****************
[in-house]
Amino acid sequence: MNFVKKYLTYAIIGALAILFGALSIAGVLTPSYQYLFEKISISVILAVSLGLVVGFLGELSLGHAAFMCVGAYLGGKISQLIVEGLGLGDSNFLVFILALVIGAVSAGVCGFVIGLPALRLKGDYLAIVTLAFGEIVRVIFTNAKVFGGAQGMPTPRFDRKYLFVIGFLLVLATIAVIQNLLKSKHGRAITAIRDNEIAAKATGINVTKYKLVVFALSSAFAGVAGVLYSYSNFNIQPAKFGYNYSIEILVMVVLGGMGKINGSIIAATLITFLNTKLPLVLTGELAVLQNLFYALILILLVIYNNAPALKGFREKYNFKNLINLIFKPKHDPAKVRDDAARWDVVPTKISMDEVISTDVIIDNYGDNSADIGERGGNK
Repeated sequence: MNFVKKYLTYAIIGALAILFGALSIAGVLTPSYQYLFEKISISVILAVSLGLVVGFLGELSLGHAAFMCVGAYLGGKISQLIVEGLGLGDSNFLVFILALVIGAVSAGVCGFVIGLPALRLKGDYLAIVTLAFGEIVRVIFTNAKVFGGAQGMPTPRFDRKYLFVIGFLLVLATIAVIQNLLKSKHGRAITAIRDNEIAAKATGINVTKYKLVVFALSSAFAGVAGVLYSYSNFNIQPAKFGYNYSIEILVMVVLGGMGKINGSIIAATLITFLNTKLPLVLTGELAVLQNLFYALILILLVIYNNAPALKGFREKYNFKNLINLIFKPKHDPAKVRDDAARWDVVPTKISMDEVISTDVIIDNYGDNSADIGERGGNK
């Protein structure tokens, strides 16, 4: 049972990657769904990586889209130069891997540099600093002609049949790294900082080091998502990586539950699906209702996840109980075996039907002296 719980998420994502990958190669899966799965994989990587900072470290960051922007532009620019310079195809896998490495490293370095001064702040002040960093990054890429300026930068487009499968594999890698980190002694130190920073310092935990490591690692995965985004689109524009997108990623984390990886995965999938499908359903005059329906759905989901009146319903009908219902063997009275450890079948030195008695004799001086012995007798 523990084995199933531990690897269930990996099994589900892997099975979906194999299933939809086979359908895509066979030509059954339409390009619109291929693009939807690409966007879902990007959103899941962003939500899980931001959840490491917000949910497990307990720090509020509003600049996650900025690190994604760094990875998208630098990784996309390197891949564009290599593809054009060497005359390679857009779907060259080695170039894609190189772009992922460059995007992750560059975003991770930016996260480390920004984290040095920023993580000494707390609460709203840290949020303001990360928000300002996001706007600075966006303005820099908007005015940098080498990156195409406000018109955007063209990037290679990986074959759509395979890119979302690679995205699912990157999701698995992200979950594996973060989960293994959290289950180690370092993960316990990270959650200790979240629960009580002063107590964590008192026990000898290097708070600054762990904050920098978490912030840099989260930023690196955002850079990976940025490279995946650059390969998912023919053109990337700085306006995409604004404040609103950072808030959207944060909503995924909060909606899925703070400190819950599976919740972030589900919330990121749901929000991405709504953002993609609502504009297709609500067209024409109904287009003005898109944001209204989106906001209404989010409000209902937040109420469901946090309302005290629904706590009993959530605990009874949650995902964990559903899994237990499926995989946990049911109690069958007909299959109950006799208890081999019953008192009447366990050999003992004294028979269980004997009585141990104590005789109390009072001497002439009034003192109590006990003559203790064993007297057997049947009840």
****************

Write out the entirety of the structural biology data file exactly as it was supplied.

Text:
[in-house]
Amino acid sequence: MNFVKKYLTYAIIGALAILFGALSIAGVLTPSYQYLFEKISISVILAVSLGLVVGFLGELSLGHAAFMCVGAYLGGKISQLIVEGLGLGDSNFLVFILALVIGAVSAGVCGFVIGLPALRLKGDYLAIVTLAFGEIVRVIFTNAKVFGGAQGMPTPRFDRKYLFVIGFLLVLATIAVIQNLLKSKHGRAITAIRDNEIAAKATGINVTKYKLVVFALSSAFAGVAGVLYSYSNFNIQPAKFGYNYSIEILVMVVLGGMGKINGSIIAATLITFLNTKLPLVLTGELAVLQNLFYALILILLVIYNNAPALKGFREKYNFKNLINLIFKPKHDPAKVRDDAARWDVVPTKISMDEVISTDVIIDNYGDNSADIGERGGNK
Repeated sequence: MNFVKKYLTYAIIGALAILFGALSIAGVLTPSYQYLFEKISISVILAVSLGLVVGFLGELSLGHAAFMCVGAYLGGKISQLIVEGLGLGDSNFLVFILALVIGAVSAGVCGFVIGLPALRLKGDYLAIVTLAFGEIVRVIFTNAKVFGGAQGMPTPRFDRKYLFVIGFLLVLATIAVIQNLLKSKHGRAITAIRDNEIAAKATGINVTKYKLVVFALSSAFAGVAGVLYSYSNFNIQPAKFGYNYSIEILVMVVLGGMGKINGSIIAATLITFLNTKLPLVLTGELAVLQNLFYALILILLVIYNNAPALKGFREKYNFKNLINLIFKPKHDPAKVRDDAARWDVVPTKISMDEVISTDVIIDNYGDNSADIGERGGNK
């Protein structure tokens, strides 16, 4: 049972990657769904990586889209130069891997540099600093002609049949790294900082080091998502990586539950699906209702996840109980075996039907002296 719980998420994502990958190669899966799965994989990587900072470290960051922007532009620019310079195809896998490495490293370095001064702040002040960093990054890429300026930068487009499968594999890698980190002694130190920073310092935990490591690692995965985004689109524009997108990623984390990886995965999938499908359903005059329906759905989901009146319903009908219902063997009275450890079948030195008695004799001086012995007798 523990084995199933531990690897269930990996099994589900892997099975979906194999299933939809086979359908895509066979030509059954339409390009619109291929693009939807690409966007879902990007959103899941962003939500899980931001959840490491917000949910497990307990720090509020509003600049996650900025690190994604760094990875998208630098990784996309390197891949564009290599593809054009060497005359390679857009779907060259080695170039894609190189772009992922460059995007992750560059975003991770930016996260480390920004984290040095920023993580000494707390609460709203840290949020303001990360928000300002996001706007600075966006303005820099908007005015940098080498990156195409406000018109955007063209990037290679990986074959759509395979890119979302690679995205699912990157999701698995992200979950594996973060989960293994959290289950180690370092993960316990990270959650200790979240629960009580002063107590964590008192026990000898290097708070600054762990904050920098978490912030840099989260930023690196955002850079990976940025490279995946650059390969998912023919053109990337700085306006995409604004404040609103950072808030959207944060909503995924909060909606899925703070400190819950599976919740972030589900919330990121749901929000991405709504953002993609609502504009297709609500067209024409109904287009003005898109944001209204989106906001209404989010409000209902937040109420469901946090309302005290629904706590009993959530605990009874949650995902964990559903899994237990499926995989946990049911109690069958007909299959109950006799208890081999019953008192009447366990050999003992004294028979269980004997009585141990104590005789109390009072001497002439009034003192109590006990003559203790064993007297057997049947009840």